|Annu. Rev. Astron. Astrophys. 1998. 36:
Copyright © 1998 by Annual Reviews. All rights reserved
2.4. High Resolution Spectroscopy: Voigt Profile Decomposition
If the Ly forest is seen as an assemblage of redshifted lines the standard arsenal of notions and techniques from stellar spectroscopy becomes applicable. For lower resolution data, the equivalent width provides a combined measure of line width and strength. In high resolution spectra (FWHM < 25 kms-1) where the typical Ly line is resolved, the line shapes are found to be reasonably well approximated by Voigt profiles (Carswell et al 1984). Then line width (Doppler parameter b (= 2 )), column density N(HI), and redshift z of an absorption line are the basic observables. The statistics of the Ly forest from high resolution studies largely have been cast in terms of the distribution functions of these three quantities and their correlations. The main advantage of the high resolution approach is the opportunity of determining the shape of these distribution functions without parametric prejudices, by directly counting lines with parameters in a certain range.
The standard approach to Voigt profile fitting (Webb 1987; Carswell et al. 1987) relies on 2 minimization to achieve a complete decomposition of the spectrum into as many independent Voigt profile components as necessary to make the 2 probability consistent with random fluctuations. For stronger Ly lines the higher order Lyman lines can provide additional constraints when fitted simultaneously. The absorption lines are measured against a QSO continuum estimated locally from polynomial fits to spectral regions deemed free of absorption. A local high order continuum fit (as compared to a global extrapolation with a physical model for the QSO continuum) is necessary because the spectra are patched together from many individual echelle orders with strong variations in sensitivity. These variations do not divide out completely when dividing by the flux of a standard star because the light going through a slit narrow enough to ensure slit-width limited resolution varies with the seeing conditions and with the position of the object on the slit. When applying a local fit to the continuum the zeroth order contribution tends to be underestimated, i.e., the continuum is drawn too low, which is the main drawback of this method.
Given sufficient spectral resolution, and assuming that Ly clouds are discrete entities (in the sense of some of the models to be discussed below) the profile fitting approach is the most physically meaningful way of extracting information from the Ly forest. If the absorber is a gas cloud with a purely Gaussian velocity dispersion (a thermal Maxwell-Boltzmann distribution, plus any Gaussian contributions from turbulence) a Voigt profile provides an exact description of the absorption line shape. The Doppler parameter can then be written as the quadratic sum of its individual contributions:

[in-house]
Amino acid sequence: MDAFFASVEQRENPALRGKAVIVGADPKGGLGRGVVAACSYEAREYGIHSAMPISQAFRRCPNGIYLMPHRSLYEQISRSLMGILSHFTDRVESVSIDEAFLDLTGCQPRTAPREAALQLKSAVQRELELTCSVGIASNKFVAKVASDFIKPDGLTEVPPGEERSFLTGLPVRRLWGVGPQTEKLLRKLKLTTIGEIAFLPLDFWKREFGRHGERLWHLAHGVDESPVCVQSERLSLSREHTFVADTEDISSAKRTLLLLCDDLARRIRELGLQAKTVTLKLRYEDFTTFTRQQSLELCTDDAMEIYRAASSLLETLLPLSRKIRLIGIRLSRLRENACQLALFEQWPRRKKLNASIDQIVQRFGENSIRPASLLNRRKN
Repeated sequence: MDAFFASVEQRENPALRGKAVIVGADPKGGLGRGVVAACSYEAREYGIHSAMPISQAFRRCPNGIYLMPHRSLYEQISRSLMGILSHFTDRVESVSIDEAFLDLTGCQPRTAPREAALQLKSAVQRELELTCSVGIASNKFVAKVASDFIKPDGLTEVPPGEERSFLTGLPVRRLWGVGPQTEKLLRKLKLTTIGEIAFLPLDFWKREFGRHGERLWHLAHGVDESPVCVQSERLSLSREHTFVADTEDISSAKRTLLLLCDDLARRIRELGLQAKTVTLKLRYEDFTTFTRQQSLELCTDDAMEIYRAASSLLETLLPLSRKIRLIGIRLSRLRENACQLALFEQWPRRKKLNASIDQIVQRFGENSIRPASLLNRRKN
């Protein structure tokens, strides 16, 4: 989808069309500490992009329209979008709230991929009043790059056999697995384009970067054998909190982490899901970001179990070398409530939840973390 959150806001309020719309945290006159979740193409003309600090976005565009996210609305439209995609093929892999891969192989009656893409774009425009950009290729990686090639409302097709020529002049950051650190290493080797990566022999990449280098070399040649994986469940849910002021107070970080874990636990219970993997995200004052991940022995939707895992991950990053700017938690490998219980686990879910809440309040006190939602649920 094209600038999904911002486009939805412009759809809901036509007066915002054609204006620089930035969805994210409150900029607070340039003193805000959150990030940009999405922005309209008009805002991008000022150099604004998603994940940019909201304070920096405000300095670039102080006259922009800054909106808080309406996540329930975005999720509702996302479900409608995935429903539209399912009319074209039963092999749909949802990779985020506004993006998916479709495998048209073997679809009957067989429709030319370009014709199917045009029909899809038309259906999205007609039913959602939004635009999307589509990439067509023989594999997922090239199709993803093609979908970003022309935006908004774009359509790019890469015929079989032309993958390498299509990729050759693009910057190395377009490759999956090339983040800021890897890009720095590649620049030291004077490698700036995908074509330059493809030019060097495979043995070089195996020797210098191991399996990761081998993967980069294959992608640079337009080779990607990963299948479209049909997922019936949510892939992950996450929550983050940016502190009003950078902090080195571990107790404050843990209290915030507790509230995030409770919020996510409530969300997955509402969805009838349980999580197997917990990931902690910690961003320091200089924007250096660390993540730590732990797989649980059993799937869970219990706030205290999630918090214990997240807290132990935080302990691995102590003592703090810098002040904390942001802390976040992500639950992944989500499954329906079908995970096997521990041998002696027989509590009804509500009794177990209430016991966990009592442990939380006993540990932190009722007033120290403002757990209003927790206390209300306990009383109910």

Unfortunately, in most more realistic models of the absorbing gas finite velocity and density gradients invalidate the assumptions underlying Voigt profile fitting, and the line parameters may have less immediate physical meaning. Departures of the absorption line shape from a Voigt profile may contain valuable information about the underlying nature of the absorption systems, and different scenarios may have quite different observational signatures. Rotational motion (Weisheit 1978; Prochaska & Wolfe 1997), gravitational collapse (McGill 1990; Meiksin 1994; Rauch 1996) and galactic outflows (Fransson & Epstein 1982; Wang 1995) have been discussed in terms of the likely absorption line shapes they produce. As yet, the quantitative application of these results has proven difficult, because of the lack of realistic prototypical models for the actual line formation, the rather subtle departures from Voigt profiles expected, and the wide variety of profiles actually encountered.
Non-Voigt profiles can still be fitted as blends of several Voigt profiles, but the information about the non-thermal motion is encoded in the spatial correlations between the individual profiles (Rauch 1996). Also, there is no guarantee that the number of components necessary for a good fit converges with increasing signal-to-noise ratio. Clearly, for more general line formation models, global techniques of extraction the velocity information may be more appropriate.